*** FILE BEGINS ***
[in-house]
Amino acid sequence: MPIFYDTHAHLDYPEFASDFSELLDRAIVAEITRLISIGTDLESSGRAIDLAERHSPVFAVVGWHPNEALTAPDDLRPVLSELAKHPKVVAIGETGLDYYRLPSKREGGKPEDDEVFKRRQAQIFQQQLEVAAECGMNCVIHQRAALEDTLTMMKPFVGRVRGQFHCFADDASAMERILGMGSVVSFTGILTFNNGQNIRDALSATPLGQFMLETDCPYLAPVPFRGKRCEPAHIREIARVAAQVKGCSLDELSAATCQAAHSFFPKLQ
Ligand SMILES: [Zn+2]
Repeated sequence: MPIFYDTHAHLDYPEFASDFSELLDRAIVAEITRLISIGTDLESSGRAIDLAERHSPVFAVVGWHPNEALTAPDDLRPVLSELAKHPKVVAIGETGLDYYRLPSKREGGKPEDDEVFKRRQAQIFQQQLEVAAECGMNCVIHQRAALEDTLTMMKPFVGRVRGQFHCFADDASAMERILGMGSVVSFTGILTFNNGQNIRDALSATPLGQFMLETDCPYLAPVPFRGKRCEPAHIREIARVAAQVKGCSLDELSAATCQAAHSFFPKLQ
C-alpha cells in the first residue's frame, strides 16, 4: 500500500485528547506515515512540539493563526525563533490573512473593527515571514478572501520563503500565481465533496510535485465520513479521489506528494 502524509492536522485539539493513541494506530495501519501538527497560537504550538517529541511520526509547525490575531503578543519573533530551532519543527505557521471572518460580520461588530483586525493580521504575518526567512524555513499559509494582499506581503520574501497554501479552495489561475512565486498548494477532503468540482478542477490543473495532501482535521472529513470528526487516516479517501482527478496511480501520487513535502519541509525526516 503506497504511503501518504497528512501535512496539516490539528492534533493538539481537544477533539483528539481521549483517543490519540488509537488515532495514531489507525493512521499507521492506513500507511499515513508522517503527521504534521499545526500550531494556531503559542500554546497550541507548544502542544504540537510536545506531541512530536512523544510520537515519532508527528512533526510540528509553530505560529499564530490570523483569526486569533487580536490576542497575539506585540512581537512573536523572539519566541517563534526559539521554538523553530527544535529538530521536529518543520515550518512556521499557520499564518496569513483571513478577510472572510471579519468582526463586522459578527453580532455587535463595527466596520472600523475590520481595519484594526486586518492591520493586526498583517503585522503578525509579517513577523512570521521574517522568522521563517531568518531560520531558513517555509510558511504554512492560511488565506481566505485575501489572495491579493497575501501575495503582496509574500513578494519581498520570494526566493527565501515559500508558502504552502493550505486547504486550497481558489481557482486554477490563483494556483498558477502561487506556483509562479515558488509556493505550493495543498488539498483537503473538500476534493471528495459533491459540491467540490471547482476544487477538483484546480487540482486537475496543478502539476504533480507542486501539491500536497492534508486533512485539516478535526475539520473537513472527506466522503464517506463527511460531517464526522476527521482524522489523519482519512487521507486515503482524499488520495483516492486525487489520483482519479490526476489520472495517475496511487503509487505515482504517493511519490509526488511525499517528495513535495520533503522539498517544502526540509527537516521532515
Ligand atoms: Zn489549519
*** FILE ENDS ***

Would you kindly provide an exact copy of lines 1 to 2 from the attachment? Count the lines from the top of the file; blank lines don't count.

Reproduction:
[in-house]
Amino acid sequence: MPIFYDTHAHLDYPEFASDFSELLDRAIVAEITRLISIGTDLESSGRAIDLAERHSPVFAVVGWHPNEALTAPDDLRPVLSELAKHPKVVAIGETGLDYYRLPSKREGGKPEDDEVFKRRQAQIFQQQLEVAAECGMNCVIHQRAALEDTLTMMKPFVGRVRGQFHCFADDASAMERILGMGSVVSFTGILTFNNGQNIRDALSATPLGQFMLETDCPYLAPVPFRGKRCEPAHIREIARVAAQVKGCSLDELSAATCQAAHSFFPKLQ